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Guanchochroma wildpretii gen. et spec. nov. (Ochrophyta) Provides New Insights into the Diversification and Evolution of the Algal Class Synchromophyceae.

Schmidt M, Horn S, Ehlers K, Wilhelm C, Schnetter R - PLoS ONE (2015)

Bottom Line: A new relative of the chrysophyte genus Chrysopodocystis was found in Tenerife and termed Guanchochroma wildpretii.Yet, neither Chrysopodocystis nor Guanchochroma showed this feature in ultrastructure analyses.Evidence for the sequence of events leading to the formation of the plastid complex of Synchromophyceae still remains ambiguous because of the apparently short timeframe in which they occurred.

View Article: PubMed Central - PubMed

Affiliation: Universität Leipzig, Department of Plant Physiology, Johannisallee 21-23, 04103 Leipzig, Germany.

ABSTRACT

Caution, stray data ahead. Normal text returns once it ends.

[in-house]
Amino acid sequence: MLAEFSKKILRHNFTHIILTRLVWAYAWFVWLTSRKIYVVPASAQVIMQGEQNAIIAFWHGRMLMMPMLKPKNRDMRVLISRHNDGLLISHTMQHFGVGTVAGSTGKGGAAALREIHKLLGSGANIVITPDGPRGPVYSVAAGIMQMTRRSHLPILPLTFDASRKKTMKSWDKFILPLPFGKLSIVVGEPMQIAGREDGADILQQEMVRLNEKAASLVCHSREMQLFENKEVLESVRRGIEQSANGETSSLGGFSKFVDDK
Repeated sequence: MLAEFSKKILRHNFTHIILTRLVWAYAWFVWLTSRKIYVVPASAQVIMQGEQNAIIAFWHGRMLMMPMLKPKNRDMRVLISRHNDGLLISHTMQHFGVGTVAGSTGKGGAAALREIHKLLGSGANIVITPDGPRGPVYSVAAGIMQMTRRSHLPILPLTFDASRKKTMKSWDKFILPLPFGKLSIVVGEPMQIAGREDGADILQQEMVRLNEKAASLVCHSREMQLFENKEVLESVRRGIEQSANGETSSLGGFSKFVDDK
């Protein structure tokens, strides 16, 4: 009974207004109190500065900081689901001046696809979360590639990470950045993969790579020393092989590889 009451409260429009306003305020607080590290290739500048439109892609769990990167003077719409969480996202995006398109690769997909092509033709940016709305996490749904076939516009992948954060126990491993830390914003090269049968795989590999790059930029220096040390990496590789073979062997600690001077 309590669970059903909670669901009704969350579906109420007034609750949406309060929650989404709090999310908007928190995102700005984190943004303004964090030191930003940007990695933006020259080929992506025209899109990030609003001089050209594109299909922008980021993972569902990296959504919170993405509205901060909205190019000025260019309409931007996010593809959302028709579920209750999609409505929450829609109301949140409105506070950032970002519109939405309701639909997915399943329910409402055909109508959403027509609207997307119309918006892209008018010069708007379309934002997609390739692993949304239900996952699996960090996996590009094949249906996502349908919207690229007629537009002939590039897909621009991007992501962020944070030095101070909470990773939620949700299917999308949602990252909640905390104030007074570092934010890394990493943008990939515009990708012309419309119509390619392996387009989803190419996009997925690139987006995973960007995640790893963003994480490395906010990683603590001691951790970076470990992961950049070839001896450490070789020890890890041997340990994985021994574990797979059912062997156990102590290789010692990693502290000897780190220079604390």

A new relative of the chrysophyte genus Chrysopodocystis was found in Tenerife and termed Guanchochroma wildpretii. This unicellular alga was most noticeably discernible from Chrysopodocystis socialis (the only species of this genus) by the presence of a cyst-like stage with a multilayered lorica, which also functions as a dispersal unit and shows secondary wall growth. Secondary expansion of loricae (cell casings not involved in cell division, usually with a more or less pronounced opening) has never been observed previously and marks a unique feature of the new taxon. Plastids are non-randomly distributed within cells of G. wildpretii. 18S rRNA gene analyses identified the two species as sister lineages and placed them in a monophyletic group with the Synchromophyceae, a heterokont algal (Ochrophyta) class characterized by the presence of chloroplast complexes. Yet, neither Chrysopodocystis nor Guanchochroma showed this feature in ultrastructure analyses. Additionally, their 18S rRNA genes possessed distinct inserts, the highest GC-content known for Ochrophyta and exceptionally long branches on the Ochrophyta 18S rDNA phylogenetic tree, suggesting substantially increased substitution rates along their branch compared to Synchromophyceae. Plastid marker data (rbcL) recovered a monophyletic clade of Chrysopodocystis, Guanchochroma and Synchromophyceae as well, yet with lower supports for internal split order due to limited resolution of the marker. Evidence for the sequence of events leading to the formation of the plastid complex of Synchromophyceae still remains ambiguous because of the apparently short timeframe in which they occurred.